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Virgil and the Messianic Eclogue

Ethics and theology in Virgil's Eclogues.

The Roman poet Virgil had, by the thirteen and fourteenth centuries AD, acquired a reputation as the anima naturaliter Christiana. This is Latin for the ?soul of the natural Christian? and it came as the result of the interpretation of some of his poetry, especially the fourth Eclogue. This reputation has stayed with Virgil since that time and it certainly played a role in preserving his poetry when other poetry was lost during the Dark Ages after the fall of Rome in 476 AD. Although Virgil lived before the advent of Jesus Christ and Christianity, it was proposed that his poetry anticipated a Christian ethic before Jesus Christ was born. It is in the fourth of ten Eclogues that this was demonstrated most dramatically.
The Eclogues are a series of ten poems that Virgil wrote circa 40 BC. The majority of these poems deal with shepherds and their various concerns. The fourth Eclogue is decidedly different in this respect. In the poem Virgil makes several statements about a child destined to bring a Golden Age and free the world from fear. Early Christian scholars (such as Saint Augustine) read this poem and concluded that this child that Virgil spoke of had to be the Messiah: Jesus Christ. Later writers, such as the Italian poet Dante, would also interpret this poem to be a prophecy regarding the Christ. More recently in the seventeenth century, John Dryden stated in his introduction to the fourth Eclogue:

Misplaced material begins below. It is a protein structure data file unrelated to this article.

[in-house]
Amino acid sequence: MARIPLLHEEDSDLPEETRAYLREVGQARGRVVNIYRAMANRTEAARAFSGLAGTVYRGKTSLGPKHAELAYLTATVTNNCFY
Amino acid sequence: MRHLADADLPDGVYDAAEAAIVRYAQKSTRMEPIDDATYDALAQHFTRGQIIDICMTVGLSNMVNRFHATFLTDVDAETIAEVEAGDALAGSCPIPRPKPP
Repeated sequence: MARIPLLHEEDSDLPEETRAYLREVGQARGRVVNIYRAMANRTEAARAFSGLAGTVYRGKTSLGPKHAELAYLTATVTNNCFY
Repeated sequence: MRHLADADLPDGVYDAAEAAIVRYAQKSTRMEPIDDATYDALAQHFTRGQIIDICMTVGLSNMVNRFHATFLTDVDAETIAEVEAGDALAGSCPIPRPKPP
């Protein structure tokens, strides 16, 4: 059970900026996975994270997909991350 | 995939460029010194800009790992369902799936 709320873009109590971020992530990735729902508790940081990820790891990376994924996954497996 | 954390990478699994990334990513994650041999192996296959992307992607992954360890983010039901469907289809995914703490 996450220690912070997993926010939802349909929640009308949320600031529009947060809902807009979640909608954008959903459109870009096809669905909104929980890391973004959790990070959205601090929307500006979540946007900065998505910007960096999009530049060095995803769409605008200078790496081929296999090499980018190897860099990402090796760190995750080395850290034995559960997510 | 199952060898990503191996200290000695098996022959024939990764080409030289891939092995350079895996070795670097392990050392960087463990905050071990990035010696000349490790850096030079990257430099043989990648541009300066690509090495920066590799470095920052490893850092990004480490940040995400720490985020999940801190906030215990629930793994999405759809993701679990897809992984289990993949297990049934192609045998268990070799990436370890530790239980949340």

?Many of the verses are translated from one of the Sibyl?s, who prophesied of our Saviour?s birth.? [1]

Below is an extended quote from the fourth Eclogue. Consider how this could be interpreted in light of Christian theology.

Now the last age by Cumae?s Sibyl sung
Has come and gone, and the majestic roll
Of circling centuries begins anew:
Justice returns, returns old Saturn?s reign,
With a new breed of men sent down from heaven.
Only do thou, at the boy?s birth in whom
The iron shall cease, the golden age arise?
Under thy guidance, whatso tracks remain
Of our old wickedness, once done away
Shall free the earth from never-ceasing fear.
He shall receive the life of gods, and see
Heroes with gods commingling, and himself
Be seen of them, and with his father?s worth
Reign o?er a world at peace.? [2]

This passage talks about the birth of a boy who will bring a Golden Age to the world. One in which wickedness will be taken away and the earth will be freed from fear. This unnamed child will also ?receive the life of gods? and ?Reign o?er a world at peace.? Compare these ideas to those found in the book of Isaiah in the Old Testament. The Book of Isaiah was written circa 700 BC by the Jewish prophet of the same name. The following passage was interpreted by the Jews as referring to the Messiah, the ?chosen one?, who would come from God to save Israel. Christians believe it refers directly to Jesus Christ. Consider the themes in the above quote from Virgil when reading this passage from Isaiah 9:6-7 from the King James Version of the Bible: